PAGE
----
The amount of filling is key to success. Too little and the apple flavor doesn’t come through, too much and you can’t seal the pastry. So go with the amount I suggest and don’t pack the measuring cup.
Avoid getting any filling on edges of the pasty, which can cause them to leak.. I tend to pile more in the middle now than my original pictures.
After the turnover is sealed, be sure to cut vent holes on top–otherwise it will release steam through the edges and your filling will start to leak.
I like to form these parchment then move them right to a cookie sheet on the parchment to avoid tearing the pastry in the transfer
Tips & FAQs
Some people use an egg wash for browning but my apple turnover has always browned beautifully without this. In fact I’d be afraid the pastry might get too dark, especially if there was some egg run-off.
The position of the oven baking rack is important for this. Set your baking rack at or a little above the middle of oven. My first attempt, on a lower rack, was overly brown on the bottom which is much less appealing. A lower rack gets more reflected heat from the bottom of the oven so raising it was a perfect solution.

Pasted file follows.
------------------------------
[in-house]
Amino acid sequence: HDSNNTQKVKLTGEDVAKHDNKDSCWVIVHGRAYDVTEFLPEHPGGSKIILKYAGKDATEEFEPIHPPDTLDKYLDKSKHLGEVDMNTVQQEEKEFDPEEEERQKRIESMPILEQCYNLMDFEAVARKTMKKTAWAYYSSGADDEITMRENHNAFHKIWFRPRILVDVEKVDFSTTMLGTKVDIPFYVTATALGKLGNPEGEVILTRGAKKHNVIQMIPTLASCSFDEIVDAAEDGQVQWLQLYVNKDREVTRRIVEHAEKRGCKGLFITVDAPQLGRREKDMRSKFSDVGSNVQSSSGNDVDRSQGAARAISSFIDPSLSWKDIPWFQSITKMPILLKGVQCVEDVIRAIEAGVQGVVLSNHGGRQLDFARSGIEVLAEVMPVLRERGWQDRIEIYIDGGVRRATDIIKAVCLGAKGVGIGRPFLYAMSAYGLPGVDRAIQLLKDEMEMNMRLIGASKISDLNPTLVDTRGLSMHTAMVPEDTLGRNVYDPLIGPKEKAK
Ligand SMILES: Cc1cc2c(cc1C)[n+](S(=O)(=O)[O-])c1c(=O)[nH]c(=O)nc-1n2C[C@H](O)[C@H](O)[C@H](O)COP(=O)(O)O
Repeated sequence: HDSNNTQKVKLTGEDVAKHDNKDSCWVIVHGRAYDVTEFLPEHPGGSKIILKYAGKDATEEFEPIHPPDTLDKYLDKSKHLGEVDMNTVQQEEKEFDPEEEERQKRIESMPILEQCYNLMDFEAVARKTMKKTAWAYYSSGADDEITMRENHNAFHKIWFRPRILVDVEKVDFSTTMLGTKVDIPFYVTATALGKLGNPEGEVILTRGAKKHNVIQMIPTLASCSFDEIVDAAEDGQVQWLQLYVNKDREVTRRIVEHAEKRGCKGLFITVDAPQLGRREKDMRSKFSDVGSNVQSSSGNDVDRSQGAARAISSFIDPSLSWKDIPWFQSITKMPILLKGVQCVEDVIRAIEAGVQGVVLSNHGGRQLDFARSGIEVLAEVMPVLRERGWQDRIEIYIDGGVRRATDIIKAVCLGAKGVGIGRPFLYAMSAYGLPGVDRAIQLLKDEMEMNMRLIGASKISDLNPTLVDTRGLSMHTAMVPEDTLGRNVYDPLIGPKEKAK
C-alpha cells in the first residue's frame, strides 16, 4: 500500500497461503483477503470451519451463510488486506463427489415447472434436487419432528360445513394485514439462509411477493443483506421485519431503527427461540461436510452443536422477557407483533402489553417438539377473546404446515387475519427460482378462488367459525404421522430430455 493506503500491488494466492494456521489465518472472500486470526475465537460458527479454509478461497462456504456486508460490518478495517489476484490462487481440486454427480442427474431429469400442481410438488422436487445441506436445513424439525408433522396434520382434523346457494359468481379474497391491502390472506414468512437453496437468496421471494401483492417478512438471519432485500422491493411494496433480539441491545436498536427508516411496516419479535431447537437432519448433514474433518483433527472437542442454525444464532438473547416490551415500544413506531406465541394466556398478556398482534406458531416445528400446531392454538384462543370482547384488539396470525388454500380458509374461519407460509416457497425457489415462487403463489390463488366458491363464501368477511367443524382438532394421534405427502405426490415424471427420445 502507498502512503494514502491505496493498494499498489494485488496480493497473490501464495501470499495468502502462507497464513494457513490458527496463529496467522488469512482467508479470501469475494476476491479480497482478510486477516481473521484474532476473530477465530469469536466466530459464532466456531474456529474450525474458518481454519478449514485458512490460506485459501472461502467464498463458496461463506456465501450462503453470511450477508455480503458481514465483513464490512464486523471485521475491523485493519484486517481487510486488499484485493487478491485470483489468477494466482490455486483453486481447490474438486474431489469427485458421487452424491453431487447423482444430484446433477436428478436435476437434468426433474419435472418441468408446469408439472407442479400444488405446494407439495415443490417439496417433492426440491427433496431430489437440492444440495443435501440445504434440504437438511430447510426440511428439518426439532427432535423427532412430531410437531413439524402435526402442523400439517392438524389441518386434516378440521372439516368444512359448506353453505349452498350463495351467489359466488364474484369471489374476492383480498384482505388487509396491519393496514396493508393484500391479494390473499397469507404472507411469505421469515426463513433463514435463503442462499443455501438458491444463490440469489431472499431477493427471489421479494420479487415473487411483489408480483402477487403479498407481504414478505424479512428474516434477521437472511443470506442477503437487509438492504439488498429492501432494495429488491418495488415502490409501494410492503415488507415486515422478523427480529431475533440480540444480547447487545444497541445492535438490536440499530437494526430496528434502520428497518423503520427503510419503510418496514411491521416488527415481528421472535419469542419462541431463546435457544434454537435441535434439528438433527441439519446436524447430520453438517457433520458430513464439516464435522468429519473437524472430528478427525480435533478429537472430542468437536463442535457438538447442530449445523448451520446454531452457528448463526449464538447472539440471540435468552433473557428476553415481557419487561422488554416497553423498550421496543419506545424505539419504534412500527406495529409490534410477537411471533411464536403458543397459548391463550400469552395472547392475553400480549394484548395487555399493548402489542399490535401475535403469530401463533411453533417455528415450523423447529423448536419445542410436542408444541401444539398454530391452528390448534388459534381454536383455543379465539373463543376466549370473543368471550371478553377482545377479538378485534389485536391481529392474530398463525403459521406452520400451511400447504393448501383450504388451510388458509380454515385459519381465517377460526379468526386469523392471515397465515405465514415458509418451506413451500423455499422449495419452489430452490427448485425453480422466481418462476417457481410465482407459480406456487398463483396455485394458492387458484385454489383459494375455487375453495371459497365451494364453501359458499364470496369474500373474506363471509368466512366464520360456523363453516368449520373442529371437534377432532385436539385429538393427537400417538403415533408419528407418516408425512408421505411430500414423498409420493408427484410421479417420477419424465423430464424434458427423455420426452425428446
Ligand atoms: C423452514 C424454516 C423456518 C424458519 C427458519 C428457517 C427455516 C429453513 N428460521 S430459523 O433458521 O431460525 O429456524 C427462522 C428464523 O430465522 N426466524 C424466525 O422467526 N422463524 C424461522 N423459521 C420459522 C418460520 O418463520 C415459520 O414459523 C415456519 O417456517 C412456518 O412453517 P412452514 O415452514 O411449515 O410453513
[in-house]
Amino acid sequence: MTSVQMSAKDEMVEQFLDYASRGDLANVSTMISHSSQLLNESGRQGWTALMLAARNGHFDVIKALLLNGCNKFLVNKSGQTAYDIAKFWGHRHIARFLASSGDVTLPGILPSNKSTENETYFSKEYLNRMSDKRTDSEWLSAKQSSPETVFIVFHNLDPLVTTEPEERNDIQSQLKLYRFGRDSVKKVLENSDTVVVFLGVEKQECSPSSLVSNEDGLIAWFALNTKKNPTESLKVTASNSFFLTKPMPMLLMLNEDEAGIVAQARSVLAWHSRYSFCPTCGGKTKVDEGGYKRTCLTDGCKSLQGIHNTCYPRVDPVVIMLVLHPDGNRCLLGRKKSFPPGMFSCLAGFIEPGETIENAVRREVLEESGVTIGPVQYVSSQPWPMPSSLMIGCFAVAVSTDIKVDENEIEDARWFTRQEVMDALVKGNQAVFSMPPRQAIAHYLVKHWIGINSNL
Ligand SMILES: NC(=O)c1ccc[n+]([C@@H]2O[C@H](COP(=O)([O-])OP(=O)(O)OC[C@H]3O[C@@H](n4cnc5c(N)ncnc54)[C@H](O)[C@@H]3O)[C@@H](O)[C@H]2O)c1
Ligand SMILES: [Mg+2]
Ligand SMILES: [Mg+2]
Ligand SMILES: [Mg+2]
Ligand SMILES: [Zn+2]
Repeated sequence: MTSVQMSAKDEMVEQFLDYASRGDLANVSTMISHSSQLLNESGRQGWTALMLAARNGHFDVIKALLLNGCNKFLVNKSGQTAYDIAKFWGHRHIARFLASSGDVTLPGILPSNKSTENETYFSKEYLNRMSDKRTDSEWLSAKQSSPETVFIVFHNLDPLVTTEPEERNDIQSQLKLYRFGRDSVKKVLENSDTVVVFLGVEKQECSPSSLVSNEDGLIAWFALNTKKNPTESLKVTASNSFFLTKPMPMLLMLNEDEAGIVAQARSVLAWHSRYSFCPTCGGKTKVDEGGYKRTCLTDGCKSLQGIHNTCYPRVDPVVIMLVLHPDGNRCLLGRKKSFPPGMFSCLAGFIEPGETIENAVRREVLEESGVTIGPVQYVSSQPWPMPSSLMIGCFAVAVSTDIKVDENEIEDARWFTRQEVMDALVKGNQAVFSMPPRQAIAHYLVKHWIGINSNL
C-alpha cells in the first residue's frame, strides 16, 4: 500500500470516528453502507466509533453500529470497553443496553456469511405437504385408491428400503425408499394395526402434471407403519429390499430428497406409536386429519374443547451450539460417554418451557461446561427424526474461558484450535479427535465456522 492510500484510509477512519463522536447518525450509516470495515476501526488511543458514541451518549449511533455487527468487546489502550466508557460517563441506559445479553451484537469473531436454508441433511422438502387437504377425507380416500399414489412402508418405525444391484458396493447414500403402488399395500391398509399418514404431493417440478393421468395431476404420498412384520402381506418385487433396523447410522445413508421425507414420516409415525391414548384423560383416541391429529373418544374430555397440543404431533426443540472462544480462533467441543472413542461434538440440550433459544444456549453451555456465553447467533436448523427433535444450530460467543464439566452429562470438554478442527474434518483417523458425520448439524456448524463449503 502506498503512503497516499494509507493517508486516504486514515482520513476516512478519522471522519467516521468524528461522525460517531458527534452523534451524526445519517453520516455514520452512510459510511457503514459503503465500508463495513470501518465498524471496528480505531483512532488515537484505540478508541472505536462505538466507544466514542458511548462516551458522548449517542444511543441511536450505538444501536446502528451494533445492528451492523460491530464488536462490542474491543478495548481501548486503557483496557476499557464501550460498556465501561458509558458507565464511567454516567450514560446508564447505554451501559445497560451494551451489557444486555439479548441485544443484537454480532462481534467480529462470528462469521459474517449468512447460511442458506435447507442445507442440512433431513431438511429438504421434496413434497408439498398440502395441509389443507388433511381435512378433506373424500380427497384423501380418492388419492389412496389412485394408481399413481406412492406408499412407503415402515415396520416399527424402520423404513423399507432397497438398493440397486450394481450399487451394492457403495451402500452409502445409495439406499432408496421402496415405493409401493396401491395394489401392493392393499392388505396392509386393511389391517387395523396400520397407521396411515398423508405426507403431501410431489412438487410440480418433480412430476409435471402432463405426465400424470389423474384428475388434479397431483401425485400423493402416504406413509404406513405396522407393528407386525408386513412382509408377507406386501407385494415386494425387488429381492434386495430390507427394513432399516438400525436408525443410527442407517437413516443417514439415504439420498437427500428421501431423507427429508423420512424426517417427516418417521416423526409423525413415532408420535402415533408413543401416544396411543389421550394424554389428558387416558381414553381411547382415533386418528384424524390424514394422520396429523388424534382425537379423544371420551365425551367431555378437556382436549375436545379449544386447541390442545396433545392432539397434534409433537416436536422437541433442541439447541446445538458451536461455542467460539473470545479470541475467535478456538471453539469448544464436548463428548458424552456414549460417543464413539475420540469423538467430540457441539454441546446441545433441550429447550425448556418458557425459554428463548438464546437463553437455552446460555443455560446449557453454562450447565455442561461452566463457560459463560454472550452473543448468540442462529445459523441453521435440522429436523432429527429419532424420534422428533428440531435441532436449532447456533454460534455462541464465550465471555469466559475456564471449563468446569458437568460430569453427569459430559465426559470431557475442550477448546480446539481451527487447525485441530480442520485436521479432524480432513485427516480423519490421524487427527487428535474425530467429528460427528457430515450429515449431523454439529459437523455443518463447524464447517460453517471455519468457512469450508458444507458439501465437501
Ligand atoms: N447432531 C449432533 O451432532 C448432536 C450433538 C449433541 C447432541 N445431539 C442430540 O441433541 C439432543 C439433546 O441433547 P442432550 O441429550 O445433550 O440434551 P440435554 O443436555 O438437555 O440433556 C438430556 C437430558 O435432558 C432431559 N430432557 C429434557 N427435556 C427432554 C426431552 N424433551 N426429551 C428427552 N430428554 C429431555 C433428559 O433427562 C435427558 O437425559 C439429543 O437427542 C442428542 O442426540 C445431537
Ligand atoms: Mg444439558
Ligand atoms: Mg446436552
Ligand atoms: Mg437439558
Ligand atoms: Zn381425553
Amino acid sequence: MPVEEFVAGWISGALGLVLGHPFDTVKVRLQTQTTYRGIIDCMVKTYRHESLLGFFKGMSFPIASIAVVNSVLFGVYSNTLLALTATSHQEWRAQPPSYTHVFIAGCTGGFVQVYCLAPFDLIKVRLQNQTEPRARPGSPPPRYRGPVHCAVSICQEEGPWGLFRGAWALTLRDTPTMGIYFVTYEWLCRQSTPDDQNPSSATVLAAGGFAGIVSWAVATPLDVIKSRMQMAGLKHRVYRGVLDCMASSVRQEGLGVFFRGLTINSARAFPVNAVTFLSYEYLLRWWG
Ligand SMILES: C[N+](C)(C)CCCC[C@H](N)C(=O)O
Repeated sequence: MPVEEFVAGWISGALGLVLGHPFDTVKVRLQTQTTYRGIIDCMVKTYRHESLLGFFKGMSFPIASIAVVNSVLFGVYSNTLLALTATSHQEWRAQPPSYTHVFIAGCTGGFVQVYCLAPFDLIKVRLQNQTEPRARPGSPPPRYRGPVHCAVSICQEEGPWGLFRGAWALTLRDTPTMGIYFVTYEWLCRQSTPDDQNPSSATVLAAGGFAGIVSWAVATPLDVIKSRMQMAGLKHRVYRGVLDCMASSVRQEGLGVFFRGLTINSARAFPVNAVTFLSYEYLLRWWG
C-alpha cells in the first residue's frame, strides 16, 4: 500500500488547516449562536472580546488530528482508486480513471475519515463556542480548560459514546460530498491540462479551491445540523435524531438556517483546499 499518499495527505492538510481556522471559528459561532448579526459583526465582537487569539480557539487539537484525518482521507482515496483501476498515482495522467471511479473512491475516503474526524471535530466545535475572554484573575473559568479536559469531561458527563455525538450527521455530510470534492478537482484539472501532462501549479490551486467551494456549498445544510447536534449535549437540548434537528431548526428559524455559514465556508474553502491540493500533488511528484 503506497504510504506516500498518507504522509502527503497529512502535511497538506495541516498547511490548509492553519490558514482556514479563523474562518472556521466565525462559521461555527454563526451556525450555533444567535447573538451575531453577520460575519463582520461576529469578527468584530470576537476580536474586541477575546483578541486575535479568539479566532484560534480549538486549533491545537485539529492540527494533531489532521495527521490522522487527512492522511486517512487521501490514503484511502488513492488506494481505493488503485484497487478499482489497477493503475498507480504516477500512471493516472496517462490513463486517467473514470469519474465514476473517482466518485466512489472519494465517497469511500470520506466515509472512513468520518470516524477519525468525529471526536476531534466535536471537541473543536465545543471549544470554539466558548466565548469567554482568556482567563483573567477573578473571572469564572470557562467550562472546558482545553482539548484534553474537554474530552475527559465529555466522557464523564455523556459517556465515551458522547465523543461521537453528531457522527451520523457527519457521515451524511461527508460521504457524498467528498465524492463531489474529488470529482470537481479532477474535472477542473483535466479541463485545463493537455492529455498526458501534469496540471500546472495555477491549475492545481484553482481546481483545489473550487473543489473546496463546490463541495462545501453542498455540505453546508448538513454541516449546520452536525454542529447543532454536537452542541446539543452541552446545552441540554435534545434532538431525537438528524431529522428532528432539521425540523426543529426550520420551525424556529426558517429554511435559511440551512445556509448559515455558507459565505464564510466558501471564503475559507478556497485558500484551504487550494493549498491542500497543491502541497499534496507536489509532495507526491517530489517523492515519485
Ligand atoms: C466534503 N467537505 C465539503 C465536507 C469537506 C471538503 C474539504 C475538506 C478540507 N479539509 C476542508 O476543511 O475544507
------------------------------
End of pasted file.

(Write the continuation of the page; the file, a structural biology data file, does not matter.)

For the most classic look, you can drizzle some powdered sugar glaze across these–or skip this if you prefer. Drizzling past edges of turnover onto parchment will look most natural. And make sure your pot pies are cool or your glaze will spread or even melt off.
Apple Turnovers are best eaten the day they are made. If you’d like to make these over a couple days, you can seal the remaining puff pastry in a zip loc bag to stay moist. I’ve also heard that turnovers can be frozen right before the baking stage, though I haven’t tried it.
More #FallFlavors Recipes Below:
- Apple Cider Milk Tea With Boba And Caramel Apple from Magical Ingredients
- Apple Cider Old Fashioned from Books n’ Cooks
Breakfast and Baked Goods
- Apple Cider Donut Muffins from Cheese Curd In Paradise
- Pear and Apple Cider Scones from A Kitchen Hoor’s Adventures
- Spiced Pumpkin Coffee Cake from Hezzi-D’s Books and Cooks
- Balsamic Roasted Purple Brussels Sprouts W/ Grapes & Chestnuts from Savory Moments